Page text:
Kasabach-Merritt Syndrome

Updated: May 24, 2016
  • Author: Alexandra C Cheerva, MD, MS; Chief Editor: Hassan M Yaish, MD  more...
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Overview

Practice Essentials

The combination of giant hemangioma, thrombocytopenia, and consumptive coagulopathy is termed Kasabach-Merritt syndrome (KMS). KMS is an infrequent but potentially fatal complication of rapidly growing vascular lesions in infants. See the image below.

Back of an arm showing the typical bruising associ Back of an arm showing the typical bruising associated with Kasabach-Merritt Syndrome.

Signs and symptoms

Signs and symptoms in KMS include the following:

  • Visible cutaneous giant hemangioma or multiple smaller hemangiomas, usually on the extremities
  • Enlarged abdomen
  • Hepatomegaly or jaundice
  • Petechiae, bruising, and frank bleeding
  • Painful lesions
  • Anemia

Physical findings may include the following:

  • Cutaneous hemangioma, often appearing as a large irregular bruise anywhere on the body and often circumscribed by widespread, overlying, shiny and dusky, purple skin
  • Kaposiform hemangioendothelioma (KHE) or tufted angioma (TA) - Blue or reddish-brown discoloration and skin induration
  • Petechiae and bruising
  • Painful, tender lesions
  • Bleeding from thrombocytopenia and coagulopathy (locally and, at times, distantly [disseminated intravascular coagulation (DIC)])
  • Tachycardia, feeding difficulty, and shock (signs of high-output cardiac failure)
  • Pallor (suggestive of anemia)

See Presentation for more detail.

Diagnosis

Any infant with unexplained thrombocytopenia, with or without evidence of DIC, should be evaluated for visceral or hidden vascular lesions (especially of the liver or spleen).

Laboratory studies that may be helpful include the following:

  • Complete blood count (CBC) count with differential, reticulocyte count, platelet count, and peripheral smear examination
  • Prothrombin time (PT) and activated partial thromboplastin time (aPTT) - These are prolonged in patients with significant DIC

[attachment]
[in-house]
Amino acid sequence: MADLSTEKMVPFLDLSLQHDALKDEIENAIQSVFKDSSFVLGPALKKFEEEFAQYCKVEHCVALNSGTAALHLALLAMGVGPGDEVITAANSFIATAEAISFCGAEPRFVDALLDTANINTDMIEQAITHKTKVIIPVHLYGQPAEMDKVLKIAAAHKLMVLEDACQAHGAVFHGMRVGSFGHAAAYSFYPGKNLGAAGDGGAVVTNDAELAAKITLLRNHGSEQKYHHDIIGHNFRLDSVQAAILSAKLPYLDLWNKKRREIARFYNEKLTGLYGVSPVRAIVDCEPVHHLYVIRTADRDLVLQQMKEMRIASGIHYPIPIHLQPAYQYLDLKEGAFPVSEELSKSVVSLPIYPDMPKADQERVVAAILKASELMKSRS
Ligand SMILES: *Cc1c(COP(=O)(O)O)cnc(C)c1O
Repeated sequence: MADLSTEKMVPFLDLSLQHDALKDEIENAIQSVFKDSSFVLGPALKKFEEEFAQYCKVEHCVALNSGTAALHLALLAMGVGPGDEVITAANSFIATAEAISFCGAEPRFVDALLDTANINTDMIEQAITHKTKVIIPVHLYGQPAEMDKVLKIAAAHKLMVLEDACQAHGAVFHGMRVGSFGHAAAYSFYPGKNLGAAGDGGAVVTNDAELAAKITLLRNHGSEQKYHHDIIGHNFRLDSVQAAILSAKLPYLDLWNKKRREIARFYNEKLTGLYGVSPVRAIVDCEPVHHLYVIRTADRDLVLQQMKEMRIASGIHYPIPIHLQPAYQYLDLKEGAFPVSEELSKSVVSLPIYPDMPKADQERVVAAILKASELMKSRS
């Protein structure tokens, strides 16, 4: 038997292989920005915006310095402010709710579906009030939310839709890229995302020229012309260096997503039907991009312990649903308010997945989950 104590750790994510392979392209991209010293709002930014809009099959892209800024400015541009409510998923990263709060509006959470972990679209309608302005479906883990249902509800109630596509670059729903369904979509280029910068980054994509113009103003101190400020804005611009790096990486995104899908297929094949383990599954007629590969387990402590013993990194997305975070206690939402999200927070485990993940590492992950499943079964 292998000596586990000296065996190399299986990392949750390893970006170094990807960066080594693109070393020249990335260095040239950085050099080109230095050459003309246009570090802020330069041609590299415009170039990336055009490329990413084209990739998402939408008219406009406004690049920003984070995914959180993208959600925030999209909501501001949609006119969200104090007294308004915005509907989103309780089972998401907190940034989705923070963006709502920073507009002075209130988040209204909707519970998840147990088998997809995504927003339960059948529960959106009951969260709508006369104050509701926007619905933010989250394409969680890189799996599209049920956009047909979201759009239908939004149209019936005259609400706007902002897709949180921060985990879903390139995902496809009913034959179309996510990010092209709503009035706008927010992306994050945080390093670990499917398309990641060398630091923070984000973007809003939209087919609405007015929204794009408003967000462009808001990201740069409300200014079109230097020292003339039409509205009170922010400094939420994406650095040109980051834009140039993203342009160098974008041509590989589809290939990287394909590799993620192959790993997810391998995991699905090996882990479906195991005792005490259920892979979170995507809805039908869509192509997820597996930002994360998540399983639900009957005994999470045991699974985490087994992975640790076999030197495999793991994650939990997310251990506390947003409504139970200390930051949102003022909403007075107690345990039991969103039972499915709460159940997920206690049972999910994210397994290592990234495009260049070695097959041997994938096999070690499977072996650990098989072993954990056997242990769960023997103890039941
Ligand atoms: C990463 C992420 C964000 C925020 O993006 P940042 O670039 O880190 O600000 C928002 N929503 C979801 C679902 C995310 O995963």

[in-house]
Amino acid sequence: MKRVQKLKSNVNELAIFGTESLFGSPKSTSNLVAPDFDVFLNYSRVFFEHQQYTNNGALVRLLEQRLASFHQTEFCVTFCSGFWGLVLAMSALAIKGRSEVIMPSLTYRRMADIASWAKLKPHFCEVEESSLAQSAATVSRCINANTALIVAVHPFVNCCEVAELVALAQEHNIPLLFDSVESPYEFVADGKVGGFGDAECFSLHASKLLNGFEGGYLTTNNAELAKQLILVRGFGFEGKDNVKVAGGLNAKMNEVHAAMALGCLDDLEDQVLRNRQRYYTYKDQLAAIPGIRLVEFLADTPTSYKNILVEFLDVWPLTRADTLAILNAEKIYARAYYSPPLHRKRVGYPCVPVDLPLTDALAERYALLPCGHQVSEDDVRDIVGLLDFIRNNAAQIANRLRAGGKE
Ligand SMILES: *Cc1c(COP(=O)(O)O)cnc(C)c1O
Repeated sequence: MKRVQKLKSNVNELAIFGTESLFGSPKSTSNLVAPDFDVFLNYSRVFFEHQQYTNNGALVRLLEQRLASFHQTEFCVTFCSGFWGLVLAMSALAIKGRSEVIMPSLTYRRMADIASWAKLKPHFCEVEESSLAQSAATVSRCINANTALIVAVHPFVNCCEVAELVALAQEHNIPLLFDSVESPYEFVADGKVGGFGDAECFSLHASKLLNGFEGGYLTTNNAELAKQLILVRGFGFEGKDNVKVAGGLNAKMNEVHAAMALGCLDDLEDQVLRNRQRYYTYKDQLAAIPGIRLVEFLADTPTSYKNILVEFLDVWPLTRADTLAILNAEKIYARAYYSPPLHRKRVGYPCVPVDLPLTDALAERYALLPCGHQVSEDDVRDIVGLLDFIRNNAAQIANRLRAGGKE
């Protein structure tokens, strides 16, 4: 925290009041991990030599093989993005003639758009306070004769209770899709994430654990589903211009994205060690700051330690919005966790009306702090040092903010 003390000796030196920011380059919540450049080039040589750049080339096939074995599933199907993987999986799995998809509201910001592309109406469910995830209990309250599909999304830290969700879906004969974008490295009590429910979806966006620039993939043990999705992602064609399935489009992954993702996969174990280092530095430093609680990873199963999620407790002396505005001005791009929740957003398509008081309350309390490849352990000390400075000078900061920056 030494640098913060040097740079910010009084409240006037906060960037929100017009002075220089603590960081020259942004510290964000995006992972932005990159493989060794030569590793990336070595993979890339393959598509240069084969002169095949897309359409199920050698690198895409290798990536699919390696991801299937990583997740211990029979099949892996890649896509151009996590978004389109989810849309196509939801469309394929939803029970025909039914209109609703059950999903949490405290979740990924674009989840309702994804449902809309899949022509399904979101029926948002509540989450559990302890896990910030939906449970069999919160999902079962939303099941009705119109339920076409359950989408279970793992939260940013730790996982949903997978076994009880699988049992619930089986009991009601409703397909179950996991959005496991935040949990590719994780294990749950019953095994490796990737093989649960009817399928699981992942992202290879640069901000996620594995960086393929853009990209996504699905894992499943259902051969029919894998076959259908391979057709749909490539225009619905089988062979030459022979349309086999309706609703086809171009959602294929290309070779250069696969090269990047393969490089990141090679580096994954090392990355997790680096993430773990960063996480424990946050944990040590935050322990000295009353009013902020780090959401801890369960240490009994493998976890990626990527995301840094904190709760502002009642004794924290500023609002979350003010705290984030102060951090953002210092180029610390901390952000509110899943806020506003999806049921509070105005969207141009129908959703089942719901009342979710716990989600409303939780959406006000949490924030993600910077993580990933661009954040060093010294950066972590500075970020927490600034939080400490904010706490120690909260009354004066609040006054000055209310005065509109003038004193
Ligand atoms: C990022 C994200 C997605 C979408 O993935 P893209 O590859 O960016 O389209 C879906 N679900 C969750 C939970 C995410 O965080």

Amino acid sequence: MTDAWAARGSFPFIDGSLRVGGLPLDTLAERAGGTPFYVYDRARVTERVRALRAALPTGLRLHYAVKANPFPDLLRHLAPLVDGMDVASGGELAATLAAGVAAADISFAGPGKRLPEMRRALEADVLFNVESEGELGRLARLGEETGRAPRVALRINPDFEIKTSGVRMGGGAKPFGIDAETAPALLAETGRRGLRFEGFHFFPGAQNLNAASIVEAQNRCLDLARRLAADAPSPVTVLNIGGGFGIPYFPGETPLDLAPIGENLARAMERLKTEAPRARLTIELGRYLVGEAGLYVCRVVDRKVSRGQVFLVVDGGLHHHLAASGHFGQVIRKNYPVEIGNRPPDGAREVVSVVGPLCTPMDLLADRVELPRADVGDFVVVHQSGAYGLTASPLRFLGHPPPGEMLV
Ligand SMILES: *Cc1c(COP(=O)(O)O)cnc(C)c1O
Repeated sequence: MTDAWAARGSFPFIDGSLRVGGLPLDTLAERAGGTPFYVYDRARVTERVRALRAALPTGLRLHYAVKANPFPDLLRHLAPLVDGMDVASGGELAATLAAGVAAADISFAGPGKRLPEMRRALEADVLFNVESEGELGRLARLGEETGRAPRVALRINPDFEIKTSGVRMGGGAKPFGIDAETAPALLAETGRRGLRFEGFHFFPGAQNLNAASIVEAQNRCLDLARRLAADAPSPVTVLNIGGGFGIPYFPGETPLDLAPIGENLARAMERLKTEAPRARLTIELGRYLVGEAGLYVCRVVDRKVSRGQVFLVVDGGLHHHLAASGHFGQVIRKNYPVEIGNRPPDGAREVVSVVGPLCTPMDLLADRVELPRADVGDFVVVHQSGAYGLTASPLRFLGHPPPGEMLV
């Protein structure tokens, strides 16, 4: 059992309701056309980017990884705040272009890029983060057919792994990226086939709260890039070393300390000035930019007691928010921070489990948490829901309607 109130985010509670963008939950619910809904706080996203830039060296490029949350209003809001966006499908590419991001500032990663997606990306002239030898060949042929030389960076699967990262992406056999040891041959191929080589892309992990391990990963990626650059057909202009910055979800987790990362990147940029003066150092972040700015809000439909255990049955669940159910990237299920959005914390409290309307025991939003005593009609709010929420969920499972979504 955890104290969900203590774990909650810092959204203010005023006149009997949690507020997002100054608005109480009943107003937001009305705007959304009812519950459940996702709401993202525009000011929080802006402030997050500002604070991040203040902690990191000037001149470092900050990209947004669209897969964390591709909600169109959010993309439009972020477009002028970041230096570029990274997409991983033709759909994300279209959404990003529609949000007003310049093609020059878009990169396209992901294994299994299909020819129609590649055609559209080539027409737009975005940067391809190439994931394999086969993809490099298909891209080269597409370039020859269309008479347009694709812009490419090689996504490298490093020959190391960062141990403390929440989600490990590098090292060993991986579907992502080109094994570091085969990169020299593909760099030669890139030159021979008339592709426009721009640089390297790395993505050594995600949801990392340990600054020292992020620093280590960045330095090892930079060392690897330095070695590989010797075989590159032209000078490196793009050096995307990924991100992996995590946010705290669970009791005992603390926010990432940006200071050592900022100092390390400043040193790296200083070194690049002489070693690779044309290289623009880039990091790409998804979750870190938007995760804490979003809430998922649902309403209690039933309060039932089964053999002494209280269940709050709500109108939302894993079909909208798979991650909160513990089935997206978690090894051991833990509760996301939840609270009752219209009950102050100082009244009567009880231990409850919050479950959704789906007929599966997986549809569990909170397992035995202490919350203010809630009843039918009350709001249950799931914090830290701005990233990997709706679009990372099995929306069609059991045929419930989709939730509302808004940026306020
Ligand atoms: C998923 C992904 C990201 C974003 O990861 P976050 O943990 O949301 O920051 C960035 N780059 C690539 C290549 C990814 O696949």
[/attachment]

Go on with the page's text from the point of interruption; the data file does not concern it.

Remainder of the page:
• Fibrinogen, fibrin degradation product (FDP), and D-dimer levels - The first are reduced in DIC, and the second and third are elevated
  • Blood culture (to exclude sepsis)
  • Chromosome tests (to exclude certain genetic syndromes)

Diagnostic imaging is obtained as appropriate and may include the following:

  • Radiography
  • Computed tomography (CT)
  • Magnetic resonance imaging (MRI)
  • Doppler flow studies

Radionuclide scanning

Although formal staging is not usually performed, documenting the extent of the invasion of the hemangioma into normal tissue is important for possible subsequent treatment with surgery or radiation. Hemangiomas do not metastasize.

See Workup for more detail.

Management

No single pharmacologic therapy has been proved most effective in patients with KMS. Agents that have been tried (most of them not specifically FDA-approved for this application), with varying success, include the following:

  • Corticosteroids (most commonly used)
  • Interferon alfa
  • Aminocaproic acid (to treat bleeding)
  • Aspirin
  • Dipyridamole
  • Ticlopidine
  • Pentoxifylline
  • Cryoprecipitate
  • Heparin
  • Vincristine (80% response reported)
  • Cyclophosphamide
  • Actinomycin D
  • Propranolol (unlike in infantile hemangioma, response is poor)

Nonpharmacologic treatment modalities include the following:

  • Surgical resection (when lesions are not too large or surgically inaccessible) - Wide local excision is recommended but may be difficult; amputation may be necessary for intractable lesions involving a limb
  • Interventional radiologic procedures (when surgical treatment is not feasible)
  • Intermittent pneumatic compression (most useful for a vascular lesion located on an extremity)
  • Radiation therapy (now largely abandoned because of long-term adverse effects)

See Treatment and Medication for more detail.

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Background

The Kasabach-Merritt syndrome (KMS) was first described in 1940 in a male infant with a large, rapidly enlarging discolored lesion on his thigh that was associated with consumptive coagulopathy and thrombocytopenia. The lesion in this original case was a kaposiform hemangioendothelioma, not a classic infantile hemangioma. The combination of enlarging vascular lesion (either a kaposiform hemangioendothelioma or a tufted angioma), profound thrombocytopenia, microangiopathic hemolytic anemia, and consumptive coagulopathy is termed KMS or Kasabach-Merritt phenomenon (KMP). [1, 2]